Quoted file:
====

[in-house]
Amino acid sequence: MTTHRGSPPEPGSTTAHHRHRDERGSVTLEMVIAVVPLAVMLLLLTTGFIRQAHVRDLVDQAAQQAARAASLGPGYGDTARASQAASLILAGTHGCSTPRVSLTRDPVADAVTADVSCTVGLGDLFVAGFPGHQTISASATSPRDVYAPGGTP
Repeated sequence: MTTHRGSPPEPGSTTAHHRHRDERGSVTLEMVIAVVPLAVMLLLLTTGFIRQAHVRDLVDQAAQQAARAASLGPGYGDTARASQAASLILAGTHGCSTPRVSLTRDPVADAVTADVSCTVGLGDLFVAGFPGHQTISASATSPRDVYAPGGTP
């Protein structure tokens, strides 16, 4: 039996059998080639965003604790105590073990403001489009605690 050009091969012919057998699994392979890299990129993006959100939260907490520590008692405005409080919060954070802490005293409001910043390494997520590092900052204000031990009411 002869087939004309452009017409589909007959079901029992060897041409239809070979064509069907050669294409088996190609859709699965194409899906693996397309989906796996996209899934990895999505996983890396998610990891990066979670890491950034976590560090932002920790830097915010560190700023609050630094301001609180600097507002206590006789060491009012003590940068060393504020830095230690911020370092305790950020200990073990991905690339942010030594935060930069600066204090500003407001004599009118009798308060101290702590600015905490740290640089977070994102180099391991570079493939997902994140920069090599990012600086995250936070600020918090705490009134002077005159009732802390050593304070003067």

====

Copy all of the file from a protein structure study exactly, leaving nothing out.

[in-house]
Amino acid sequence: MTTHRGSPPEPGSTTAHHRHRDERGSVTLEMVIAVVPLAVMLLLLTTGFIRQAHVRDLVDQAAQQAARAASLGPGYGDTARASQAASLILAGTHGCSTPRVSLTRDPVADAVTADVSCTVGLGDLFVAGFPGHQTISASATSPRDVYAPGGTP
Repeated sequence: MTTHRGSPPEPGSTTAHHRHRDERGSVTLEMVIAVVPLAVMLLLLTTGFIRQAHVRDLVDQAAQQAARAASLGPGYGDTARASQAASLILAGTHGCSTPRVSLTRDPVADAVTADVSCTVGLGDLFVAGFPGHQTISASATSPRDVYAPGGTP
């Protein structure tokens, strides 16, 4: 039996059998080639965003604790105590073990403001489009605690 050009091969012919057998699994392979890299990129993006959100939260907490520590008692405005409080919060954070802490005293409001910043390494997520590092900052204000031990009411 002869087939004309452009017409589909007959079901029992060897041409239809070979064509069907050669294409088996190609859709699965194409899906693996397309989906796996996209899934990895999505996983890396998610990891990066979670890491950034976590560090932002920790830097915010560190700023609050630094301001609180600097507002206590006789060491009012003590940068060393504020830095230690911020370092305790950020200990073990991905690339942010030594935060930069600066204090500003407001004599009118009798308060101290702590600015905490740290640089977070994102180099391991570079493939997902994140920069090599990012600086995250936070600020918090705490009134002077005159009732802390050593304070003067």